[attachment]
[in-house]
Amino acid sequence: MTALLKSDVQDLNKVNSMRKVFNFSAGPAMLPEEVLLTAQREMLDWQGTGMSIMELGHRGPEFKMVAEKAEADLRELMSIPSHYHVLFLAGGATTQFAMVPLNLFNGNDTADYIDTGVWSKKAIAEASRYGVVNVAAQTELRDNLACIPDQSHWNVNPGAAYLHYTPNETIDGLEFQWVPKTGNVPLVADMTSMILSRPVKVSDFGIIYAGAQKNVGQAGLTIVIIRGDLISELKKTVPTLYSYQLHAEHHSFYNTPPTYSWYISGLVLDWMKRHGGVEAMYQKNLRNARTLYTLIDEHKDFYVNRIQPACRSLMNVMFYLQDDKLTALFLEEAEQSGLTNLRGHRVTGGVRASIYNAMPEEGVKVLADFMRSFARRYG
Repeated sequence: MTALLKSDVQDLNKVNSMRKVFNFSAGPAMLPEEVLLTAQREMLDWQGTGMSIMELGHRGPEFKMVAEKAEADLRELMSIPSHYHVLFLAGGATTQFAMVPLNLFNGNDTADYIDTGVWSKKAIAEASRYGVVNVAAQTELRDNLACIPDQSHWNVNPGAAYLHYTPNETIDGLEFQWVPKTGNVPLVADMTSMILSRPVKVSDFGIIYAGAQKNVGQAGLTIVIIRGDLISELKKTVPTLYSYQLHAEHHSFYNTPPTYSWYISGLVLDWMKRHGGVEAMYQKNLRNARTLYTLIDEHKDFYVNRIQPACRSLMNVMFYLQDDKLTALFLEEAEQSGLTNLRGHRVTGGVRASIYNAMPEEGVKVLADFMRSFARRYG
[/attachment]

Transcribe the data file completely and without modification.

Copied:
[in-house]
Amino acid sequence: MTALLKSDVQDLNKVNSMRKVFNFSAGPAMLPEEVLLTAQREMLDWQGTGMSIMELGHRGPEFKMVAEKAEADLRELMSIPSHYHVLFLAGGATTQFAMVPLNLFNGNDTADYIDTGVWSKKAIAEASRYGVVNVAAQTELRDNLACIPDQSHWNVNPGAAYLHYTPNETIDGLEFQWVPKTGNVPLVADMTSMILSRPVKVSDFGIIYAGAQKNVGQAGLTIVIIRGDLISELKKTVPTLYSYQLHAEHHSFYNTPPTYSWYISGLVLDWMKRHGGVEAMYQKNLRNARTLYTLIDEHKDFYVNRIQPACRSLMNVMFYLQDDKLTALFLEEAEQSGLTNLRGHRVTGGVRASIYNAMPEEGVKVLADFMRSFARRYG
Repeated sequence: MTALLKSDVQDLNKVNSMRKVFNFSAGPAMLPEEVLLTAQREMLDWQGTGMSIMELGHRGPEFKMVAEKAEADLRELMSIPSHYHVLFLAGGATTQFAMVPLNLFNGNDTADYIDTGVWSKKAIAEASRYGVVNVAAQTELRDNLACIPDQSHWNVNPGAAYLHYTPNETIDGLEFQWVPKTGNVPLVADMTSMILSRPVKVSDFGIIYAGAQKNVGQAGLTIVIIRGDLISELKKTVPTLYSYQLHAEHHSFYNTPPTYSWYISGLVLDWMKRHGGVEAMYQKNLRNARTLYTLIDEHKDFYVNRIQPACRSLMNVMFYLQDDKLTALFLEEAEQSGLTNLRGHRVTGGVRASIYNAMPEEGVKVLADFMRSFARRYG